Astronomers have for the first time detected a black hole eating a ‘Pac Man’ neutron star, a milestone that documents the collision of the two most extreme and enigmatic objects in the Universe. The Laser Interferometer Gravitational Wave Observatory (LIGO), in the United States, and the Virgo gravitational wave observatory, in Italy, have captured the gravitational waves coming from the death spiral and the merger of a neutron star with a hole. ..
The Laser Interferometer Gravitational Wave Observatory (LIGO), in the United States, and the Virgo gravitational wave observatory, in Italy, have captured gravitational waves from the death spiral and the merger of a neutron star with a black hole , not once but twice, as published in ‘The Astrophysical Journal Letters’.
Researchers say their observations will help unravel some of the universe’s most complex mysteries, such as the components of matter and the workings of space and time. More than 1,000 scientists participated in the world’s first detections, and many of them from Australia, such as the Australian National University, led the process.
Distinguished Professor Susan Scott, co-author of the study based at the ANU School of Physics Research at the Center for Gravitational Astrophysics, said the events occurred about a billion years ago, but were so massive that we can still observe their ripples. gravitational today. “These collisions have shaken the Universe to its core and we have detected the waves they have sent through the cosmos,” she explains in a statement.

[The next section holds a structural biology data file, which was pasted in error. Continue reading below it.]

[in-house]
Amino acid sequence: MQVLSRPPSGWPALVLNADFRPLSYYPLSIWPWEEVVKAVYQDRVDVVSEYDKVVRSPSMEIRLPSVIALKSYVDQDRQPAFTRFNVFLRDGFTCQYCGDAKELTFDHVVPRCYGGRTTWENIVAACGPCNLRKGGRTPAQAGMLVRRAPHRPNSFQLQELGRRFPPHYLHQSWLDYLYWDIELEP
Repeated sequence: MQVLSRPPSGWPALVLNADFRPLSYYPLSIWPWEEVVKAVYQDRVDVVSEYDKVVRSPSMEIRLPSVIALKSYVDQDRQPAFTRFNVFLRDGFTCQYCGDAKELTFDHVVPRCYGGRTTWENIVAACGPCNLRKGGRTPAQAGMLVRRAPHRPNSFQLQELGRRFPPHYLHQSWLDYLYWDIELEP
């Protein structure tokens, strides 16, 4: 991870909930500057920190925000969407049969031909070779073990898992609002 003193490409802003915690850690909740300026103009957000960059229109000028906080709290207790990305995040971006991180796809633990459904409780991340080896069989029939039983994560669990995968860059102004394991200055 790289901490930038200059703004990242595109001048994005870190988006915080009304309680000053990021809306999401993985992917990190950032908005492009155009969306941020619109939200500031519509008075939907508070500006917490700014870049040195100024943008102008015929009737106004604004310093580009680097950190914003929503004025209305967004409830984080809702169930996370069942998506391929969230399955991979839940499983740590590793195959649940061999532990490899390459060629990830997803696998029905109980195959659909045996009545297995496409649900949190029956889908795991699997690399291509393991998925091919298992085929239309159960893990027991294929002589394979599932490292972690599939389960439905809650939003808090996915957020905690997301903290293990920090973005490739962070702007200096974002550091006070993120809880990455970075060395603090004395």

“These collisions have shaken the Universe to its core and we have detected the waves they have sent through the cosmos – he explains in a statement -. Each collision is not just the meeting of two massive and dense objects. It is really like the Pac -Man, with a black hole that swallows its companion neutron star. “
“These are extraordinary events and we have waited a long time to witness them,” he continues. “So it is incredible to be able to finally capture them.”
One of the events included a black hole with a mass nine times that of our own sun and a neutron star with a mass twice that of our sun. The other event included a black hole with about six times the mass of our sun and a neutron star with 1.5 times its mass.
Professor Scott, also a senior researcher at the ARC’s Center of Excellence for the Discovery of Gravitational Waves (OzGrav), notes that the international team had previously captured many collision events of two black holes, as well as two colliding neutron stars.
“We have now completed the last piece of the puzzle with the first confirmed observations of gravitational waves from the collision of a black hole and a neutron star,” he notes.
Dr. Johannes Eichholz, from the ANU Center for Gravitational Astrophysics and a research associate at OzGrav, said the two detections were originally made on January 5 and 15, 2020.
“These types of detections are incredibly rare – he says -. We have not detected these events once but twice and 10 days apart. Like the waves of these two events, which have been felt a billion years later. , these findings will have a profound impact on our understanding of the Universe for many years to come. “